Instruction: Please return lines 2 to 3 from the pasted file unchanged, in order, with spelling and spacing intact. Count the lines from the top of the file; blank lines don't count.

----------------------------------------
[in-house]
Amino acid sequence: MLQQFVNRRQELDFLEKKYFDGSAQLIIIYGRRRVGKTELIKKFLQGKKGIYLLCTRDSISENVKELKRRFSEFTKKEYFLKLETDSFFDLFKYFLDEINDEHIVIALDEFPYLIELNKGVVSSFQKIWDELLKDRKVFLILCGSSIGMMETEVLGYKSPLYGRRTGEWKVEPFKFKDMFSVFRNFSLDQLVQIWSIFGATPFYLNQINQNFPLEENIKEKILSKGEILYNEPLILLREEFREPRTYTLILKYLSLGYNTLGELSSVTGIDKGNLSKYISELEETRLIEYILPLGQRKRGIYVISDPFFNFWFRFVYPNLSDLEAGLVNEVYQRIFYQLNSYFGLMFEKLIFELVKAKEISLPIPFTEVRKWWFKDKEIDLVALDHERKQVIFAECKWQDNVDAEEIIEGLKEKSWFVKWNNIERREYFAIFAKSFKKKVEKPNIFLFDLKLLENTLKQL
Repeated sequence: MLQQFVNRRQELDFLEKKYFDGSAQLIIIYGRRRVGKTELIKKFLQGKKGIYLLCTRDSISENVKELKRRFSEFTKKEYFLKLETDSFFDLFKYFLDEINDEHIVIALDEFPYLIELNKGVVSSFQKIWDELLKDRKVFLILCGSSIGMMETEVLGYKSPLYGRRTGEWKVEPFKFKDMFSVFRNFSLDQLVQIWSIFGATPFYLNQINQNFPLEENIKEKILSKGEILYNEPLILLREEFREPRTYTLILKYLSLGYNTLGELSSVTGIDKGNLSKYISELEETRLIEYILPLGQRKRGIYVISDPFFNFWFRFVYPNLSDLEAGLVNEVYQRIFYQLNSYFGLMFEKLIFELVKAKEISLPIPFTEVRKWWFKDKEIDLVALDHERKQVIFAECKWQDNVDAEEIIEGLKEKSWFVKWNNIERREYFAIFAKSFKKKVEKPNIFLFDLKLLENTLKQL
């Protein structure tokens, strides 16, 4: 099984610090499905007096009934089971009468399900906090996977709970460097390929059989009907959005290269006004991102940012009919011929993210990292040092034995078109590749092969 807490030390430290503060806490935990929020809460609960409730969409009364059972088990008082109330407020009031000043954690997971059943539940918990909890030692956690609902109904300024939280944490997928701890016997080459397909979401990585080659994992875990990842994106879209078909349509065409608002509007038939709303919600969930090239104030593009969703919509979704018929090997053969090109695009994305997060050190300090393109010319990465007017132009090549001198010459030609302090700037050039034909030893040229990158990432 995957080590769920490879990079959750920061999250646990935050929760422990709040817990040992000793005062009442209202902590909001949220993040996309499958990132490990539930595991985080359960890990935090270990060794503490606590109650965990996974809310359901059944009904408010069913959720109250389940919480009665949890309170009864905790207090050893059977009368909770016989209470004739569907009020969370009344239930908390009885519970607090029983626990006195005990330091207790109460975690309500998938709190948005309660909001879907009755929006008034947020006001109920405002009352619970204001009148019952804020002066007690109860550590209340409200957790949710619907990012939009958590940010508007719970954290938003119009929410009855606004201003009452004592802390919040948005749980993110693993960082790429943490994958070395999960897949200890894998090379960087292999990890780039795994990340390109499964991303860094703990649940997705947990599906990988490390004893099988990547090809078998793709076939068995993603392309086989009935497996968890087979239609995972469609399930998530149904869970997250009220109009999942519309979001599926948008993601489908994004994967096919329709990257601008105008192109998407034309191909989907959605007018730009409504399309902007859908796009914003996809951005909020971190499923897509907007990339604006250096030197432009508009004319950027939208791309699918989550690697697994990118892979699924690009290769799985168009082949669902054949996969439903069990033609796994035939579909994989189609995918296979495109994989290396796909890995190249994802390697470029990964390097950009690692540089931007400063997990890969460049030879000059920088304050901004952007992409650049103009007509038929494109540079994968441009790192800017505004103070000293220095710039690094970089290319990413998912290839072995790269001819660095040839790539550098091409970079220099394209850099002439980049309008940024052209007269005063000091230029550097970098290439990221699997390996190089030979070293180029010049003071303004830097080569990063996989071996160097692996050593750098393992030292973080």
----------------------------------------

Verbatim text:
Amino acid sequence: MLQQFVNRRQELDFLEKKYFDGSAQLIIIYGRRRVGKTELIKKFLQGKKGIYLLCTRDSISENVKELKRRFSEFTKKEYFLKLETDSFFDLFKYFLDEINDEHIVIALDEFPYLIELNKGVVSSFQKIWDELLKDRKVFLILCGSSIGMMETEVLGYKSPLYGRRTGEWKVEPFKFKDMFSVFRNFSLDQLVQIWSIFGATPFYLNQINQNFPLEENIKEKILSKGEILYNEPLILLREEFREPRTYTLILKYLSLGYNTLGELSSVTGIDKGNLSKYISELEETRLIEYILPLGQRKRGIYVISDPFFNFWFRFVYPNLSDLEAGLVNEVYQRIFYQLNSYFGLMFEKLIFELVKAKEISLPIPFTEVRKWWFKDKEIDLVALDHERKQVIFAECKWQDNVDAEEIIEGLKEKSWFVKWNNIERREYFAIFAKSFKKKVEKPNIFLFDLKLLENTLKQL
Repeated sequence: MLQQFVNRRQELDFLEKKYFDGSAQLIIIYGRRRVGKTELIKKFLQGKKGIYLLCTRDSISENVKELKRRFSEFTKKEYFLKLETDSFFDLFKYFLDEINDEHIVIALDEFPYLIELNKGVVSSFQKIWDELLKDRKVFLILCGSSIGMMETEVLGYKSPLYGRRTGEWKVEPFKFKDMFSVFRNFSLDQLVQIWSIFGATPFYLNQINQNFPLEENIKEKILSKGEILYNEPLILLREEFREPRTYTLILKYLSLGYNTLGELSSVTGIDKGNLSKYISELEETRLIEYILPLGQRKRGIYVISDPFFNFWFRFVYPNLSDLEAGLVNEVYQRIFYQLNSYFGLMFEKLIFELVKAKEISLPIPFTEVRKWWFKDKEIDLVALDHERKQVIFAECKWQDNVDAEEIIEGLKEKSWFVKWNNIERREYFAIFAKSFKKKVEKPNIFLFDLKLLENTLKQL